therapy has been successful with as few as three members
and as many as 15 but most therapists consider 8-10
members the optimal size.
Homogeneous versus heterogeneous groups
Many therapists believe
that a group should be as heterogeneous as possible to
ensure maximum interaction. Patients with different
diagnostic categories and behavioural patterns, and
patients from different races, social levels, educational
and backgrounds should be brought together. Patients
between 20 and 65 years of age can be effectively
included. Age differences aid in relieving and rectifying
Homogeneous group is
more suitable for children and adolescents. Patients with
similar problems like substance abuse, mild to moderate
depression etc. can also be benefited in a homogeneous
Open versus closed group
The closed groups begin
and ends with same membership. The open group permits
termination of members at different points and their
substitution by new patients
Frequency and length of sessions
Group therapies can be
conducted once or twice a week, each session lasting for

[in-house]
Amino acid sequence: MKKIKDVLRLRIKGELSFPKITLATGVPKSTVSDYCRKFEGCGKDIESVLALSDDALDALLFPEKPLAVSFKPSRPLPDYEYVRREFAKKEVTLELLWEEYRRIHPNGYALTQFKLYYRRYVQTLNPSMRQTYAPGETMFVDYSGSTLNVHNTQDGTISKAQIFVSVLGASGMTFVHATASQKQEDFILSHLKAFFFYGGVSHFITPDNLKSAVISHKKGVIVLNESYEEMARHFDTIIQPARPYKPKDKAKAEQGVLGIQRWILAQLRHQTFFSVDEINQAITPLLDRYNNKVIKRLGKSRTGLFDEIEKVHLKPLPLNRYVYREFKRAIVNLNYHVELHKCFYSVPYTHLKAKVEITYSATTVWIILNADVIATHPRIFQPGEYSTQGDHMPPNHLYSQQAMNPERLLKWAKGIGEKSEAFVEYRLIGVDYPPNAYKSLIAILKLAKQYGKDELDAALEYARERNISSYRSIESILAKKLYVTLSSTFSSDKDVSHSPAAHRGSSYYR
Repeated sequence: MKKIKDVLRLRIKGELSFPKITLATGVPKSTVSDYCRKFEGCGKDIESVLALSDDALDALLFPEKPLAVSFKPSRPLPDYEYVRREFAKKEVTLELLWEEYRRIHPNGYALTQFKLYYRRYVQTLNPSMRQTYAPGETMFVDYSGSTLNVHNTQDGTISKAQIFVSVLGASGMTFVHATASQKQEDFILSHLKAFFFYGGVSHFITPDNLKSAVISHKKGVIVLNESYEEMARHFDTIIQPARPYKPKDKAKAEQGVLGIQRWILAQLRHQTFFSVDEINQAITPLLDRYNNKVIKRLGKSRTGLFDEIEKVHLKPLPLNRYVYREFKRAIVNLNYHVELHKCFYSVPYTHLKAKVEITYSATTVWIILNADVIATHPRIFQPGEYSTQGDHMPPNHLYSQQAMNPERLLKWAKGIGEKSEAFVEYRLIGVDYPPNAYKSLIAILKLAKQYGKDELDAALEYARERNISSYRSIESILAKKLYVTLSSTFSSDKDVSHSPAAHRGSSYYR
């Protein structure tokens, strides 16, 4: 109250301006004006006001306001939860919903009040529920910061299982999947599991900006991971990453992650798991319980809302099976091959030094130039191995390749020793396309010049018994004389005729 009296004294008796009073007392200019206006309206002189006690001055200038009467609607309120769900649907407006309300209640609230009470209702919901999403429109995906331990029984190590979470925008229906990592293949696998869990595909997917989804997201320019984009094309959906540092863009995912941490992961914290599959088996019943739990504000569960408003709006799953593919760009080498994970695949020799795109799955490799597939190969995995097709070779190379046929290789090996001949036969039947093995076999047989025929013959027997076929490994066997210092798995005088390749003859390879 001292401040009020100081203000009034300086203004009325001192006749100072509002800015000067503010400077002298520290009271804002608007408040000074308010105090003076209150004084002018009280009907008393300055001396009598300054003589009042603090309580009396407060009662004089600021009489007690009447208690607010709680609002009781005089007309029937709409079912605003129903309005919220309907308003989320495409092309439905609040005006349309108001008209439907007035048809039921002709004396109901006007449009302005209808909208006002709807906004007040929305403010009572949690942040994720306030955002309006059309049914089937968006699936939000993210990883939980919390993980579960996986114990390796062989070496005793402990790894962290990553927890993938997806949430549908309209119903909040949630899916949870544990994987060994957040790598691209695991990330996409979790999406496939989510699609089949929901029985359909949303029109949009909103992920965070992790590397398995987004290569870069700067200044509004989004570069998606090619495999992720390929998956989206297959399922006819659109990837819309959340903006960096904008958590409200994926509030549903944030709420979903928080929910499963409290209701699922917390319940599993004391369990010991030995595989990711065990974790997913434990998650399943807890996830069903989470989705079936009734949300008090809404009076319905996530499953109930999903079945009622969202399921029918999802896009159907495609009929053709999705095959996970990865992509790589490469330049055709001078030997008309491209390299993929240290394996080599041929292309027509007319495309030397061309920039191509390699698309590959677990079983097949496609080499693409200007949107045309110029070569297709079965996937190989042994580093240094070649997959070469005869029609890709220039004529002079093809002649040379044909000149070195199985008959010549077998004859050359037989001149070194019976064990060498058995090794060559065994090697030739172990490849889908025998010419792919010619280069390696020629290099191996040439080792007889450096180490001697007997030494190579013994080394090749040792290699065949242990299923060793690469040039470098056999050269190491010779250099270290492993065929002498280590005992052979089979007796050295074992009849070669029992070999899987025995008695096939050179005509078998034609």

DOES GROUP PSYCHOTHERAPY WORK?
Members of the group share
with others personal issues which they are facing. A
participant can talk about events s/he was involved in
during the week, her/his responses to these events,
problems s/he had tackled, etc. The participant can share
his/her feelings and thoughts about what happened in
previous sessions, and relate to issues raised by other
members or to the leader's words. Other participants can
react to her/his words, give her/him feedback, encourage,
give support or criticism, or share their thoughts and
feelings following his/her words. The subjects for
discussion are not determined by the leader but rise
spontaneously from the group. The member in the group